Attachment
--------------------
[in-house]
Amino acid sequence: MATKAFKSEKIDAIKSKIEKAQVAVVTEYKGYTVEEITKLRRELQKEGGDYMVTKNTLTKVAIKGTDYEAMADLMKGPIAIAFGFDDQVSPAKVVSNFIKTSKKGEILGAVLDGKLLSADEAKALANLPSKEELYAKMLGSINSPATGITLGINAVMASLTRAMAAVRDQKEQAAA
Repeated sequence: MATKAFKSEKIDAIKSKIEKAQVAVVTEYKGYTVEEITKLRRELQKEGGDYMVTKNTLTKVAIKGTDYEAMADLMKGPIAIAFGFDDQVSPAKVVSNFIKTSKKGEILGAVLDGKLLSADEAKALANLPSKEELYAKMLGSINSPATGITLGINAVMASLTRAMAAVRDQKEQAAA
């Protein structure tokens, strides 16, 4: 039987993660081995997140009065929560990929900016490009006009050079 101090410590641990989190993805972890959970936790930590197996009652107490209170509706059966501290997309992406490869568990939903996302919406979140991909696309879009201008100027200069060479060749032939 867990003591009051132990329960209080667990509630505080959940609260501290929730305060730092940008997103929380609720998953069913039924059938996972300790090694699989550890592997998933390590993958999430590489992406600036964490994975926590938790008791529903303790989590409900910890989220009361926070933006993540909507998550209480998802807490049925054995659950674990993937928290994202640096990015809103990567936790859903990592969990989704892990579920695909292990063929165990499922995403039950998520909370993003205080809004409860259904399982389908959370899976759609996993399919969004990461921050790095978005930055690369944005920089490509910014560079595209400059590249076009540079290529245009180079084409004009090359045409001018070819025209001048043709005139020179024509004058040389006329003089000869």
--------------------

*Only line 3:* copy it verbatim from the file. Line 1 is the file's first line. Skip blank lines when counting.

Repeated sequence: MATKAFKSEKIDAIKSKIEKAQVAVVTEYKGYTVEEITKLRRELQKEGGDYMVTKNTLTKVAIKGTDYEAMADLMKGPIAIAFGFDDQVSPAKVVSNFIKTSKKGEILGAVLDGKLLSADEAKALANLPSKEELYAKMLGSINSPATGITLGINAVMASLTRAMAAVRDQKEQAAA